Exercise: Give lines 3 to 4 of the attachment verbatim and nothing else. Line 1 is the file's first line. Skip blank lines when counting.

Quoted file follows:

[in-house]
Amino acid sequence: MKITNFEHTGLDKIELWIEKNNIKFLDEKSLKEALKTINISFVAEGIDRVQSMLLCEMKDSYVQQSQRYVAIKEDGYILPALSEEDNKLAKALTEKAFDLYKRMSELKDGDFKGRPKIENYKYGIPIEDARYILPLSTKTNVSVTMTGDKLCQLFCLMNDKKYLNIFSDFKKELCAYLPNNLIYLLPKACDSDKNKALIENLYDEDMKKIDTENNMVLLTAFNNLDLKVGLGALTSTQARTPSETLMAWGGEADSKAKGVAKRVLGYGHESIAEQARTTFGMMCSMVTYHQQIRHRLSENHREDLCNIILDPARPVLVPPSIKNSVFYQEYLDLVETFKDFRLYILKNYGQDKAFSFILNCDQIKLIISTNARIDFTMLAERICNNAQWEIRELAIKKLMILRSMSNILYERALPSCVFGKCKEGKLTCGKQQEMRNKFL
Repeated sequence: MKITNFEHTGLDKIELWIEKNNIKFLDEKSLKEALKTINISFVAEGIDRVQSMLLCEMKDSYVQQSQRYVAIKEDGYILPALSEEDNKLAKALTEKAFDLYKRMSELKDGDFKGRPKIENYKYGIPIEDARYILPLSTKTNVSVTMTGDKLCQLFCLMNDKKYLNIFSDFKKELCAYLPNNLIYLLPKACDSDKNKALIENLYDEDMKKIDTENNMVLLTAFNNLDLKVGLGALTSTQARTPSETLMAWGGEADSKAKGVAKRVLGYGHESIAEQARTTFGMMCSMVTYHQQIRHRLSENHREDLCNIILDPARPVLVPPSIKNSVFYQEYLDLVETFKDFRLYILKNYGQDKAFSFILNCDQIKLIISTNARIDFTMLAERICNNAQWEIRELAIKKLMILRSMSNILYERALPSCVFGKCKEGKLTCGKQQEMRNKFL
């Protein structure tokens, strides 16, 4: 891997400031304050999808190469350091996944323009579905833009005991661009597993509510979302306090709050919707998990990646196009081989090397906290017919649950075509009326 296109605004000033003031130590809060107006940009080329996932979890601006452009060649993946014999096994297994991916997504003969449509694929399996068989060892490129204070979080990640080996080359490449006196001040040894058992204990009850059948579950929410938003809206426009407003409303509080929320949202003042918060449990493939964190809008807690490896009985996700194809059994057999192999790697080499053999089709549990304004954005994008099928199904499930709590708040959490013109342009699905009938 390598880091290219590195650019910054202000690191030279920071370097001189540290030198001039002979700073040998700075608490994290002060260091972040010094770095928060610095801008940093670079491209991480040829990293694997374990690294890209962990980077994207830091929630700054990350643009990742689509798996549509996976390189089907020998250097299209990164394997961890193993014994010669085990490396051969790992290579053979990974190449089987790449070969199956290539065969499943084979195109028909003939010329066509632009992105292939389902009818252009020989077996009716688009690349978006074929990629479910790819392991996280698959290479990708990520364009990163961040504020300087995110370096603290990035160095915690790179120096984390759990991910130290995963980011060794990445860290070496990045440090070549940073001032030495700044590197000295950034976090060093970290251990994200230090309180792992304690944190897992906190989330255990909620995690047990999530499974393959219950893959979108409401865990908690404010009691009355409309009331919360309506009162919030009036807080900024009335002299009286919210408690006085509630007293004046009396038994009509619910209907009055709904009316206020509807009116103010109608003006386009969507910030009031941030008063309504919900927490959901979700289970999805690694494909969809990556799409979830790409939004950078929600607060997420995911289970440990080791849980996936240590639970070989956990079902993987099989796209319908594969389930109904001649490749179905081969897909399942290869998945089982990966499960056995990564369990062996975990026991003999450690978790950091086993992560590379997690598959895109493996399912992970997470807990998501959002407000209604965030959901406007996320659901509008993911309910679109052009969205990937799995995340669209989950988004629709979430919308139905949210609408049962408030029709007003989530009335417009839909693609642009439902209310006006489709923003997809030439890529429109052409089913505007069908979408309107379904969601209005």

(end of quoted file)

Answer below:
Repeated sequence: MKITNFEHTGLDKIELWIEKNNIKFLDEKSLKEALKTINISFVAEGIDRVQSMLLCEMKDSYVQQSQRYVAIKEDGYILPALSEEDNKLAKALTEKAFDLYKRMSELKDGDFKGRPKIENYKYGIPIEDARYILPLSTKTNVSVTMTGDKLCQLFCLMNDKKYLNIFSDFKKELCAYLPNNLIYLLPKACDSDKNKALIENLYDEDMKKIDTENNMVLLTAFNNLDLKVGLGALTSTQARTPSETLMAWGGEADSKAKGVAKRVLGYGHESIAEQARTTFGMMCSMVTYHQQIRHRLSENHREDLCNIILDPARPVLVPPSIKNSVFYQEYLDLVETFKDFRLYILKNYGQDKAFSFILNCDQIKLIISTNARIDFTMLAERICNNAQWEIRELAIKKLMILRSMSNILYERALPSCVFGKCKEGKLTCGKQQEMRNKFL
């Protein structure tokens, strides 16, 4: 891997400031304050999808190469350091996944323009579905833009005991661009597993509510979302306090709050919707998990990646196009081989090397906290017919649950075509009326 296109605004000033003031130590809060107006940009080329996932979890601006452009060649993946014999096994297994991916997504003969449509694929399996068989060892490129204070979080990640080996080359490449006196001040040894058992204990009850059948579950929410938003809206426009407003409303509080929320949202003042918060449990493939964190809008807690490896009985996700194809059994057999192999790697080499053999089709549990304004954005994008099928199904499930709590708040959490013109342009699905009938 390598880091290219590195650019910054202000690191030279920071370097001189540290030198001039002979700073040998700075608490994290002060260091972040010094770095928060610095801008940093670079491209991480040829990293694997374990690294890209962990980077994207830091929630700054990350643009990742689509798996549509996976390189089907020998250097299209990164394997961890193993014994010669085990490396051969790992290579053979990974190449089987790449070969199956290539065969499943084979195109028909003939010329066509632009992105292939389902009818252009020989077996009716688009690349978006074929990629479910790819392991996280698959290479990708990520364009990163961040504020300087995110370096603290990035160095915690790179120096984390759990991910130290995963980011060794990445860290070496990045440090070549940073001032030495700044590197000295950034976090060093970290251990994200230090309180792992304690944190897992906190989330255990909620995690047990999530499974393959219950893959979108409401865990908690404010009691009355409309009331919360309506009162919030009036807080900024009335002299009286919210408690006085509630007293004046009396038994009509619910209907009055709904009316206020509807009116103010109608003006386009969507910030009031941030008063309504919900927490959901979700289970999805690694494909969809990556799409979830790409939004950078929600607060997420995911289970440990080791849980996936240590639970070989956990079902993987099989796209319908594969389930109904001649490749179905081969897909399942290869998945089982990966499960056995990564369990062996975990026991003999450690978790950091086993992560590379997690598959895109493996399912992970997470807990998501959002407000209604965030959901406007996320659901509008993911309910679109052009969205990937799995995340669209989950988004629709979430919308139905949210609408049962408030029709007003989530009335417009839909693609642009439902209310006006489709923003997809030439890529429109052409089913505007069908979408309107379904969601209005």